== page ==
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Know Your Plan Part 2: Understand Your PPO

In Part 1 of our series, we discussed utilizing your HMO. Knowing the features of your health plan type is vital: you can navigate your health benefits with confidence and avoid accidentally costing yourself more dollars. Continuing, this week we will talk about a PPO.

What is a PPO?

Like an HMO, a PPO is a type of managed care plan. This means the health plan has contracted with medical providers and facilities to create a network. A PPO – Preferred Provider Organization – provides coverage for care received in and out of the provider network. While members of a PPO can opt for out-of-network medical care, the discount and coverage will be significantly less than care received in-network.

Features of a PPO

The biggest thing to remember about a PPO is that in-network care will always be more affordable. Yes, most PPO plans do offer some type of discount or coverage for care that is out-of-network, but you’ll always end up paying more.A significant number of employer-based insurance and health plans purchased on the exchanges are PPOs; they remain a popular option. PPO plans usually have a higher monthly premium than an HMO, but they offer some advantages in exchange for that bigger price point:

  • Lower deductibles.
    PPOs have lower deductibles (for both individual and family plans) than HMOs. Healthcare Trend Alert: Even though the deductibles are lower comparatively, PPOs’ deductibles are higher than ever. This is true of most health plans – rising healthcare costs have resulted in generally higher deductibles. Know the details of your plan and budget accordingly.
  • Larger provider networks.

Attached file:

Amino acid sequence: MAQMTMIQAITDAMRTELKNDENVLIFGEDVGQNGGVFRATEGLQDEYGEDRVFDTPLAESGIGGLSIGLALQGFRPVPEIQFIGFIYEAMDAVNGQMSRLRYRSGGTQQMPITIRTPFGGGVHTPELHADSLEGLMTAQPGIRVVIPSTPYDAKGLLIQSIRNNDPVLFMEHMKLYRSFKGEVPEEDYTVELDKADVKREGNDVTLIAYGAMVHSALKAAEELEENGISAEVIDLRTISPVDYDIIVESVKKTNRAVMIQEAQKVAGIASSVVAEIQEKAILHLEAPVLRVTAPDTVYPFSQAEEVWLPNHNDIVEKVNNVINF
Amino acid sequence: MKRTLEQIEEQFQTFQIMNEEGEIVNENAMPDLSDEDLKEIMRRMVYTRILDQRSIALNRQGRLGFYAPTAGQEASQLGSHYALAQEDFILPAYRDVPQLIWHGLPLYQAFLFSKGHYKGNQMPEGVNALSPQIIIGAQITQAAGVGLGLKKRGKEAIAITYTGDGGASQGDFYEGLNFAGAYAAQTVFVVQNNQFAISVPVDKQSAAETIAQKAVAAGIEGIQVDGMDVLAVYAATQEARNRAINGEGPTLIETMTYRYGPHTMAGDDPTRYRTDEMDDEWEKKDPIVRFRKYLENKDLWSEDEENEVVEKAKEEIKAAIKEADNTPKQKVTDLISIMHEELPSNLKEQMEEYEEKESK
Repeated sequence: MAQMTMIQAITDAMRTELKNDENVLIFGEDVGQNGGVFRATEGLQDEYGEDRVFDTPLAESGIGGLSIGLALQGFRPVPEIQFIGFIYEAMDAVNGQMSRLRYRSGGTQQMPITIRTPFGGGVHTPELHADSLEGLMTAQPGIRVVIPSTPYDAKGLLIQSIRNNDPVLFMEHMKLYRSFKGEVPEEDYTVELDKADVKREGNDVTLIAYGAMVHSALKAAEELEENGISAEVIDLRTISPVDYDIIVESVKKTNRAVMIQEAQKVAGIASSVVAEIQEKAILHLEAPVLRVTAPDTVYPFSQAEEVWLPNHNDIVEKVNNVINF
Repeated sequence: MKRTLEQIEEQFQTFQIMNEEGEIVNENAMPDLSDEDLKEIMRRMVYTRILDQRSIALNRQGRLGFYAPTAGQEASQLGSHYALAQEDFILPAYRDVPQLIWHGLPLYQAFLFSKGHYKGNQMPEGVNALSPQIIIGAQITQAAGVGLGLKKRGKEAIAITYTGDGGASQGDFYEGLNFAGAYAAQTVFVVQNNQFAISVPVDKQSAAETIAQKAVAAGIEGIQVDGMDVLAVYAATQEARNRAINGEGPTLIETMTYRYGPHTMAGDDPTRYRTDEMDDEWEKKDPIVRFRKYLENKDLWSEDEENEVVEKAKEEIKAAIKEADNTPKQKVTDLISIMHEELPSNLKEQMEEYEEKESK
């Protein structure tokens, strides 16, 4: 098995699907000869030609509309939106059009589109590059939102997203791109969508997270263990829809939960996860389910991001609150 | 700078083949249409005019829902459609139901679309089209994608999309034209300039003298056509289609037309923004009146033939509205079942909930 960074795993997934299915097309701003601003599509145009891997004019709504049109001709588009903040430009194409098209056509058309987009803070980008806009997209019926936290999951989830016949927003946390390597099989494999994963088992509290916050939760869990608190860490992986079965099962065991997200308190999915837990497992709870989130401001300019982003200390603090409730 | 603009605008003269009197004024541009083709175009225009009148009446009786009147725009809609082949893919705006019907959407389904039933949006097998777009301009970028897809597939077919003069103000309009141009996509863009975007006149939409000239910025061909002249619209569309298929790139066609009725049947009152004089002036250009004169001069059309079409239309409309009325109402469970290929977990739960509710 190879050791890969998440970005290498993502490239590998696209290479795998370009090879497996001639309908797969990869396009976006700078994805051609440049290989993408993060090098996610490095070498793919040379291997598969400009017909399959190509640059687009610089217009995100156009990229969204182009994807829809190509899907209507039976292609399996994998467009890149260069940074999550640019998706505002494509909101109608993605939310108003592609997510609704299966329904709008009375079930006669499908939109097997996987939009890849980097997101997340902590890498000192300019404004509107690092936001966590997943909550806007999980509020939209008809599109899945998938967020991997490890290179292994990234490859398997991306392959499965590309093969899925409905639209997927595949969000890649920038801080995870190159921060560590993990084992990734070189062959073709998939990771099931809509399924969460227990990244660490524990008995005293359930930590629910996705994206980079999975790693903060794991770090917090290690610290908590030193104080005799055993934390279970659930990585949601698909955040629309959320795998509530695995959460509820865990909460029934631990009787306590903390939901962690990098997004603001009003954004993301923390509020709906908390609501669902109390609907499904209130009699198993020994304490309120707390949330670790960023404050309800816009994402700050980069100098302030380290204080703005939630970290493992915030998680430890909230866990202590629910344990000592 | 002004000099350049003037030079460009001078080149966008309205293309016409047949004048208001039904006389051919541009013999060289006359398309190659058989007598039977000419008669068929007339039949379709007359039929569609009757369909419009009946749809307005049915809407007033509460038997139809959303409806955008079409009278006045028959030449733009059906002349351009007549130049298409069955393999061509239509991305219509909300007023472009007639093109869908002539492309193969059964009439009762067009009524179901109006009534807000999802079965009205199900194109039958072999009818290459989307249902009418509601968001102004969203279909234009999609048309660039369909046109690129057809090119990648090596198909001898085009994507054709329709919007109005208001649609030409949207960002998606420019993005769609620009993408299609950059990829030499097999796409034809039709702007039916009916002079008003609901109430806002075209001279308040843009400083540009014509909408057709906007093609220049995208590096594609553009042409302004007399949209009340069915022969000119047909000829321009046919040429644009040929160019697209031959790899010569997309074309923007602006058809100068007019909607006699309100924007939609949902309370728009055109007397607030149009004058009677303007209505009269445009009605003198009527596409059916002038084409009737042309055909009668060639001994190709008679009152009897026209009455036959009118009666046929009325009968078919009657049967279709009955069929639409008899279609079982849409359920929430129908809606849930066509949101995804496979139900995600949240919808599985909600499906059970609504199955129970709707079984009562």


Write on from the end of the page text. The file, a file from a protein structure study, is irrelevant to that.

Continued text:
This gives members more options. There are more doctors and facilities within a PPO network than that of an HMO.
  • No referrals needed.
    While an HMO requires all care to be coordinated through a Primary Care Physician, you don’t need to consult a single doctor to see a specialist. With a PPO, you’re able to schedule appointments with in-network specialists with no penalty.

Comparisons

Comparisons

Saving Money with Your PPO

While the features of your PPO are set, there is a lot of opportunity to save while using your plan. The decisions you make at different points in your medical care can cost you big.

  • Stay In-Network
    We touched on this, but want to make sure it’s stressed: you’ll pay considerably more for out-of-network care, even if your PPO still offers coverage. Check your health plan’s website for the specific difference in discount and coverage between in-network and out-of-network costs.
  • Manage Your Out-of-Pocket Healthcare Costs
    Your deductible and premiums are not the only costs you’re responsible for. Check your benefit plan details for the amount you’re expected to pay in co-pays and co-insurance.
    Keep an eye out for percentage based co-pays. If your PPO has a percentage based co-pay, your choice in provider is doubly-important. There is no standard pricing in healthcare, and even within your network, prices range up to 500%! If you choose a pricier provider, you’ll end up paying a lot more out of your own pocket. Finding fair priced providers is essential.
  • Track Your Own Deductible
    Yes, your health insurance company will track your deductible for you. Unfortunately, there’s a lag. This means that it can take up to 120 days for your medical claims to be processed and your account information to be updated.
    If you’ve already met your deductible, it may not show up in the doctor’s system and you’ll be asked to pay again. Track your own deductible so you’re aware of just how much is left on your deductible balance and you only pay what you actually owe. Overpaying and chasing a refund can be a messy and frustrating process.

Have a Question? We’d Love to Help!

If you have a question and want further clarification about your PPO plan, comment below. We’re here to help improve your health, financially.

Comments

  1. Kristen | 4 May 2016 at 1:32 pm

    I am completely lost. I have never had a PPO before and the whole deductible, and doctor bills, etc. are confusing me. I seem to have a constant balance at dr.’s office and just don’t understand all of this.

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